U.S. Jewry Pushing Ahead with Drive to Obtain U.S. Guarantees for Loans
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U.S. Jewry Pushing Ahead with Drive to Obtain U.S. Guarantees for Loans

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The American Jewish community will continue to press Congress and the Bush administration for rapid consideration of Israel’s request for $10 billion in loan guarantees, despite Secretary of State James Baker’s plea for “more time” to study it.

“The American Jewish community is fully united” in seeking the loan guarantees now, Shoshana Cardin, chairman of the Conference of Presidents of Major American Jewish Organizations, said at a news conference here Thursday.

“This is the critical item on our agenda,” she said.

Israel’s ambassador to the United States, Zalman Shoval, is expected to make a formal request for the loan guarantees at a meeting he has scheduled with Baker for 4:30 p.m. Friday.

Israel is seeking the U.S. guarantees so that it can more easily obtain $2 billion in commercial bank loans each year for the next five years. The money would be used to resettle an estimated 1 million Soviet immigrants expected to arrive in Israel during that period.

Baker asked Congress on Wednesday to give the administration “a little bit of time to review this request,” in order “to assess its impact on the peace process” in the Middle East.

That heightened fears in Israel and the American Jewish community that the administration would seek to link the loans to concessions on the peace process.

Malcolm Hoenlein, executive director of the Conference of Presidents, warned Thursday that any suggestion of linkage would be dangerous.


“If the message is that the United States is going to use whatever leverage it has to get Israel to take certain political steps, then you are strengthening the hands of those who resist the peace conference,” he told the news conference.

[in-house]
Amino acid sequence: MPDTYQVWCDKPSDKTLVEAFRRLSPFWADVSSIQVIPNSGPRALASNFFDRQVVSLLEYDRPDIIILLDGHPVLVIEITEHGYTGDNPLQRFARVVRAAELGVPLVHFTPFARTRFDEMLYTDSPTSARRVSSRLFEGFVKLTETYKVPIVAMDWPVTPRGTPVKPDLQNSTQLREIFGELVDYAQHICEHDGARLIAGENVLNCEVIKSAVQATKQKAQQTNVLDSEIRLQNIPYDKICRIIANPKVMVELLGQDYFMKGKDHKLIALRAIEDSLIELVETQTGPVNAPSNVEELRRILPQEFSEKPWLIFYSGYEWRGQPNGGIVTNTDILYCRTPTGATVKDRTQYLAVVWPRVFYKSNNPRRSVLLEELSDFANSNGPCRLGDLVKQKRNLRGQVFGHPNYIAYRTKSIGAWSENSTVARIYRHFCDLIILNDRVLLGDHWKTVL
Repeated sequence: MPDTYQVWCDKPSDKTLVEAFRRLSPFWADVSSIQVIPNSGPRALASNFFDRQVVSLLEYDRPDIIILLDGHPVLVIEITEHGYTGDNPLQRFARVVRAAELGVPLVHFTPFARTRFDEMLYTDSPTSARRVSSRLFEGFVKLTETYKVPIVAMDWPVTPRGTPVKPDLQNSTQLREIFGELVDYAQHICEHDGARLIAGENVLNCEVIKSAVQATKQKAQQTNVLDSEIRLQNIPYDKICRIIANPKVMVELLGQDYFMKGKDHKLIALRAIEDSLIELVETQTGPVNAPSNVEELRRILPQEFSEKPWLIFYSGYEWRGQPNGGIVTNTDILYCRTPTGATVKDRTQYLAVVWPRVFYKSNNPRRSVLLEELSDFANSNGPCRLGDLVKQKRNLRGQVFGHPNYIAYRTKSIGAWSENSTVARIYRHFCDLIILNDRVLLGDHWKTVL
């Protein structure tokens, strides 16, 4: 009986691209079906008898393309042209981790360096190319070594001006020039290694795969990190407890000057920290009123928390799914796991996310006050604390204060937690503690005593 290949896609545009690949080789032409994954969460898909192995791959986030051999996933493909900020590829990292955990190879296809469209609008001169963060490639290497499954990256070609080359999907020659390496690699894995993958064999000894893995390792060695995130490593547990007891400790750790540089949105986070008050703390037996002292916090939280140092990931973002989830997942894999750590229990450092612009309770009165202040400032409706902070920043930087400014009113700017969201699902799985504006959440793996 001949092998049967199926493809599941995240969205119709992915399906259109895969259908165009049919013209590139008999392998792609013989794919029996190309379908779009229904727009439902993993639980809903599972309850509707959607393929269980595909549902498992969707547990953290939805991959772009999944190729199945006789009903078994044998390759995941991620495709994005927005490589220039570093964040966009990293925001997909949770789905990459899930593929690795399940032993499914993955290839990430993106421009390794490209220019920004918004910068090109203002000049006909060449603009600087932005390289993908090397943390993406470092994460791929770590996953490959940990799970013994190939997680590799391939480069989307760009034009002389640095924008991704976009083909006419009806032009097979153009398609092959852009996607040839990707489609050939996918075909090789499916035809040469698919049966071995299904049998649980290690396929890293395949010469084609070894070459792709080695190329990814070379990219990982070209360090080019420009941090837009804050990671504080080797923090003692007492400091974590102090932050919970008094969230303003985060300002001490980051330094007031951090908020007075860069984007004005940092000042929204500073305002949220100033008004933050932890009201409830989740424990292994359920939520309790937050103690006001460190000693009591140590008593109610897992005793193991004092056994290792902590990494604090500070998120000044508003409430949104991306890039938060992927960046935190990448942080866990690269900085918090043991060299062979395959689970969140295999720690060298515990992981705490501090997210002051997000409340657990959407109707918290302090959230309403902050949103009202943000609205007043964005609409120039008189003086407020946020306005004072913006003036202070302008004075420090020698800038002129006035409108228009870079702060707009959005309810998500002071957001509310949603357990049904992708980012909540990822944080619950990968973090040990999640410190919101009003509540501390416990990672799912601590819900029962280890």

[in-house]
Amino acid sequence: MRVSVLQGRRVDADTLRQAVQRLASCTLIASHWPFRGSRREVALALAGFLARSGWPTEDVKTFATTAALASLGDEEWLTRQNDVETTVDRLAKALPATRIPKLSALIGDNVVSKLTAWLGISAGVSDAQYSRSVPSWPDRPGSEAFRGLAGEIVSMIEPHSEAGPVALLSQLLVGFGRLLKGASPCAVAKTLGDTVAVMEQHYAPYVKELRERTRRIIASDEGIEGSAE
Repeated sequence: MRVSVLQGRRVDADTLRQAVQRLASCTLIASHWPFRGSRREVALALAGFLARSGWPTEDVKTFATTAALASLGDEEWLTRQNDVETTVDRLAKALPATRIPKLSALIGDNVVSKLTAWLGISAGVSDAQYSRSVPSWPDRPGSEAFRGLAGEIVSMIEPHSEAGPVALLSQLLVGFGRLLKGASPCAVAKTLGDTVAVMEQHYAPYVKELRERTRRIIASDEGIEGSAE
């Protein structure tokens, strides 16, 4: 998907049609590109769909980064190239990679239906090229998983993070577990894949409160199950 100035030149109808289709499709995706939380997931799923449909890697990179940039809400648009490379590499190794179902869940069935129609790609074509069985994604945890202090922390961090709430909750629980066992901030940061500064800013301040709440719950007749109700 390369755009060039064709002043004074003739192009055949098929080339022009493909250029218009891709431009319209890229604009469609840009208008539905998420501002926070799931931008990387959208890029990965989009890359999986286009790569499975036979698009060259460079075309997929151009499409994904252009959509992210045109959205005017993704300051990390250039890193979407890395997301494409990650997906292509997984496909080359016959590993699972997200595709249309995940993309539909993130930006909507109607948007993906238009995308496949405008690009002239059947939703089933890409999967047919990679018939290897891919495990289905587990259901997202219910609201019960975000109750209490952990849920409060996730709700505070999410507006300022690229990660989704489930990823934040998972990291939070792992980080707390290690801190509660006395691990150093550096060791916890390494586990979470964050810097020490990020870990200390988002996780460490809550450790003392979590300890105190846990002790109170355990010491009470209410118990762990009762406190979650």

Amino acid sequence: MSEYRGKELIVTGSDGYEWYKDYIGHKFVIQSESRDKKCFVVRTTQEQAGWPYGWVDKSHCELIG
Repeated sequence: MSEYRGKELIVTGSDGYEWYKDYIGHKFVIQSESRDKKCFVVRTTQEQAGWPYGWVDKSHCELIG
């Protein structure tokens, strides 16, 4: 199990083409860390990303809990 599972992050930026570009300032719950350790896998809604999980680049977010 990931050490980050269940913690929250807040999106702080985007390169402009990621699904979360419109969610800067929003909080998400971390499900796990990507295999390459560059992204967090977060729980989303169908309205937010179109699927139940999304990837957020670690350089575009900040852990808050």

“We hope that Congress will reject the efforts to engage in that kind of leverage,” Hoenlein said.

Baker himself said Wednesday that he was not “drawing any linkage” between the guarantees and the Middle East peace process. But then he added: “I am not suggesting that there’s not some relationship. There will be an impact.”

Cardin said Thursday that the American Jewish community would hold Baker to his word.

“The secretary and the president have said to us that there will be no linkage, and I accept at face (value) the fact that they will not link it,” she said.

And in Israel, Prime Minister Yitzhak Shamir said Thursday that Baker told him in a telephone conversation this week that the United States does not support linkage between the loan guarantees and the peace process, and that the Bush administration is committed to helping Israel absorb its immigrants from the Soviet Union.

The prime minister also denied media reports Wednesday that Baker had urged him in the phone call to postpone making the request for guarantees.

Shamir and Baker are expected to discuss the issue further when the secretary of state visits Jerusalem later this month.